I discovered this digital Polaroid during an encampment cleanup off Sepulveda, put it in my pocket and forgot all about it, then re-found it in the laundry.
For most of us, Van Nuys means an affordable ranch house. But for others, Van Nuys means my weekend at the bail bondsman or my frustrating encounter with the Building Department. Then there are women for whom Van Nuys means my summer sweating for Leon at the Travel Inn.
You might presume (as I did) someone was awfully eager to pose them on the bed like chattel. How we feel about the picture depends on who we think the photographer is. We assume a male. Polaroids are keepsakes. But what if one of the women took the picture and it was meant for each other, the pose taken ironically, an artifact of their sisterhood in the fleshy trenches?
How did the picture make the journey from the motel room to the Favela? Through whose hands did it pass? Maybe no ones. Maybe one of these women is living in a tent next to the 405 right now. It would be the simplest explanation, but doesn’t feel like the right movie to me.
Media scenario: Up and coming starlet makes out has sex with boyfriend in a Mercedes with the door open on a busy street next to a studio in the entertainment capital of the world. In the middle of the day.
Workers in adjacent office building suggest the couple get a room. They don’t.
Someone calls the police to complain.
Police arrive, tell them their performance is interfering with business. Ask for ID’s.
Actress refuses to comply with the request. Police detain her.
I have a publicist, she warns.
The officer has encountered many people with publicists. They show ID when asked, he explains.
Boyfriend begins taping incident for Facebook.
‘I serve freedom and love, you serve detainment.’
Viral marketing ensues:
The police presumed she was a prostitute because she was black!
You won’t believe what the LAPD did this time!
They think black women are streetwalkers!
Django Unchained actressarrested handcuffed in front of her workplace! For kissing while black! Authorities investigating…
From Buenos Aires to London, the pistons begin turning the great cam shaft of public outrage. Ferguson II! Or Trayvon III, if you prefer, but without the chalk outline on the sidewalk. Even better, a sex angle. A showbiz angle, too. The trifecta! Get this girl on the set! We can all be outraged together, without guilt. No one has to take shelter in his ideological bunker. A freebee. The promise of weeks of good cable TV, sexy B-roll footage, and pop culture Deep Think explaining What It All Means.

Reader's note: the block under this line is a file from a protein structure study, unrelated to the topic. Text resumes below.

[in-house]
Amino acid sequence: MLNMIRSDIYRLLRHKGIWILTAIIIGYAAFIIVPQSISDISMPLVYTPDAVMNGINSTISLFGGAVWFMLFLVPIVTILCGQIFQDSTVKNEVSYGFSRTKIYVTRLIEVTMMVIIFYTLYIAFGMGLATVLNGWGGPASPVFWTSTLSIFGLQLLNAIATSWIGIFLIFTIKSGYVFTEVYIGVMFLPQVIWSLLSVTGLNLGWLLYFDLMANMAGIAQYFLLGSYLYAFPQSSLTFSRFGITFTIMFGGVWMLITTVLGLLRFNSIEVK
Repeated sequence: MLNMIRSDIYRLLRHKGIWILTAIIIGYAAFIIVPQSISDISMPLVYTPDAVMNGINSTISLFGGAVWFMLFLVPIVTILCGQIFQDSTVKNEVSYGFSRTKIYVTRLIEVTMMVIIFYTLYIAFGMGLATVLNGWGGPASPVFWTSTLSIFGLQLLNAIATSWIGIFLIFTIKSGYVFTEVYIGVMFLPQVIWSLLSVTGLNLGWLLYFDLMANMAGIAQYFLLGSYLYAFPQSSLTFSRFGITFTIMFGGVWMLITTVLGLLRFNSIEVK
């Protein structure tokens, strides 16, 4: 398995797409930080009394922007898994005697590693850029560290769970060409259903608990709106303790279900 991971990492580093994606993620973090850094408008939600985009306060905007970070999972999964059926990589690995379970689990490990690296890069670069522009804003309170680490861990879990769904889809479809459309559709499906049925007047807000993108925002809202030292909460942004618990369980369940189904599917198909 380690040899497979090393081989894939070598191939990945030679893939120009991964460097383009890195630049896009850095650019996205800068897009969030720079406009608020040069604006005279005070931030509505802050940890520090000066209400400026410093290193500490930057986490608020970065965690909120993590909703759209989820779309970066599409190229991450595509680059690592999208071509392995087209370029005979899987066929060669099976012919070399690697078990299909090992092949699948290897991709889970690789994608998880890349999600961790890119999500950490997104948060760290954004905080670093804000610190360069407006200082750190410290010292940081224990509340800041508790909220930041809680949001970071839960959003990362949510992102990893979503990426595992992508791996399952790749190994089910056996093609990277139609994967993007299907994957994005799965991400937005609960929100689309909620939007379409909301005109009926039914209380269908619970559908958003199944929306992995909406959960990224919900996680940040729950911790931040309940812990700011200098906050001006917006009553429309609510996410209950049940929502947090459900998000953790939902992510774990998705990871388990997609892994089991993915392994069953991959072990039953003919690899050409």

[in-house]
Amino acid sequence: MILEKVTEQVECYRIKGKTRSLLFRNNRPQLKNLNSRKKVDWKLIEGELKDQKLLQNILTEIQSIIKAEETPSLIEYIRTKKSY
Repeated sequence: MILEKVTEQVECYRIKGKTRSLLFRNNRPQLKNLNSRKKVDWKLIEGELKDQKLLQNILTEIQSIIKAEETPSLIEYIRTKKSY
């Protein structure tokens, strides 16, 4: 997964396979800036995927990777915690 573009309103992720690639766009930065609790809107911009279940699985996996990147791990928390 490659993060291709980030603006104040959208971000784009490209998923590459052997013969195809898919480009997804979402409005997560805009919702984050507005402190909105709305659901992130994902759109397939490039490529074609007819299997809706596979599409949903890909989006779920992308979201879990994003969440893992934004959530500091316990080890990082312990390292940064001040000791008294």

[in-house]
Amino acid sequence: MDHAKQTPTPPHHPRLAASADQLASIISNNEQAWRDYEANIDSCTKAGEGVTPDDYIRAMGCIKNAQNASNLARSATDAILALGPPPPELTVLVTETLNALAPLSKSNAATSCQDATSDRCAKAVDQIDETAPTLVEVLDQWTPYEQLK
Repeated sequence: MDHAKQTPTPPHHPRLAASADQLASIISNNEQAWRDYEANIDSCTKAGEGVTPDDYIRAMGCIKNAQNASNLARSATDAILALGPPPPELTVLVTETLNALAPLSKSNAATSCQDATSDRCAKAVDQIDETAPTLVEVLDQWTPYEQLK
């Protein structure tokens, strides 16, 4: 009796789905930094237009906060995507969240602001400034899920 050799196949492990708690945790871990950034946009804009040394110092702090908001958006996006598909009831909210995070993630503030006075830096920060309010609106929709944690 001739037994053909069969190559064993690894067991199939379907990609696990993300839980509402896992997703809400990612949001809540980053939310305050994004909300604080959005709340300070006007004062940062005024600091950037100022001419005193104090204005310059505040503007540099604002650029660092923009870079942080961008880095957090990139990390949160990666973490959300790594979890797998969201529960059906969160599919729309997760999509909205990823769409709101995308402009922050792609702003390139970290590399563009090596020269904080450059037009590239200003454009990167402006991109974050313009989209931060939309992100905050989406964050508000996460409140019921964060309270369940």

Grab your remote. Start clicking those links. Why not? It’s not like there’s an election going on. Or a war. To be more precise, a resurrection of the Conflict Formerly Known as the War on Terror authorized by a Congressional Resolution denounced by the President before he was President, which will have war-like features but none dare call War. No wonder we love the tabloids.
Here’s the bottom line: LAPD as a matter of departmental policy does not make prostitution stops off a black and white patrol car. All interdiction is handled through vice, working undercover in unmarked vehicles. Two overt acts are required to bring departmental action. Consequently, patrol cars roll past working hookers on Sepulveda every day, in full regalia, leaning into car windows…and don’t even give them a glance, much to the consternation of residents of Van Nuys. Which is to say, there is pretty much no chance uniformed LAPD officers rolled up on Ms. Watts in the teeming slum of Studio City, across the street from Trader Joes and Laurel Tavern and just up the block from CBS studios and said to themselves: ‘hmmm, black lady/white man having relations…if it walks like a duck, if it quacks like a duck…cuff that b***h.’
But here’s what’s interesting. In Django, Daniele works at a brothel called the Cleopatra Club which offers pretty young black women up to wealthy white men who first arouse themselves by watching gladiator-like death matches between black slaves. At the coup de grace of one of the more brutal scenes of recent American cinema, she coquettishly spills her gumballs across the floor in a kind of sexual release, a moment worthy of an essay of its own. Back into the pop culture ether went Daniele Watts, and now this sudden reappearance two years later, accusing Los Angeles of treating her like the character which launched her career. Which for the moment, has resurrected it.
Is she acting in one of these photographs or both of them? I say it’s all performance art.